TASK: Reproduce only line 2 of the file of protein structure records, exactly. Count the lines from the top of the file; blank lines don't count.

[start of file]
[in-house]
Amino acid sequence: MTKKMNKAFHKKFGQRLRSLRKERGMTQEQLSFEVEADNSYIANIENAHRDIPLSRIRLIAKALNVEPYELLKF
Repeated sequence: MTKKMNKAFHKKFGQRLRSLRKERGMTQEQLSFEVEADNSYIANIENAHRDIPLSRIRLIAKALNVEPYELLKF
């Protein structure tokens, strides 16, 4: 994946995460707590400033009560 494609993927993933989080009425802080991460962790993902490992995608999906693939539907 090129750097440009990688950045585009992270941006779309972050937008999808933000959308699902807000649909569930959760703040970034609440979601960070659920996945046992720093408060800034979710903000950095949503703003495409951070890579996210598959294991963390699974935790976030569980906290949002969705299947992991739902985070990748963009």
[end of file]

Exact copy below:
Amino acid sequence: MTKKMNKAFHKKFGQRLRSLRKERGMTQEQLSFEVEADNSYIANIENAHRDIPLSRIRLIAKALNVEPYELLKF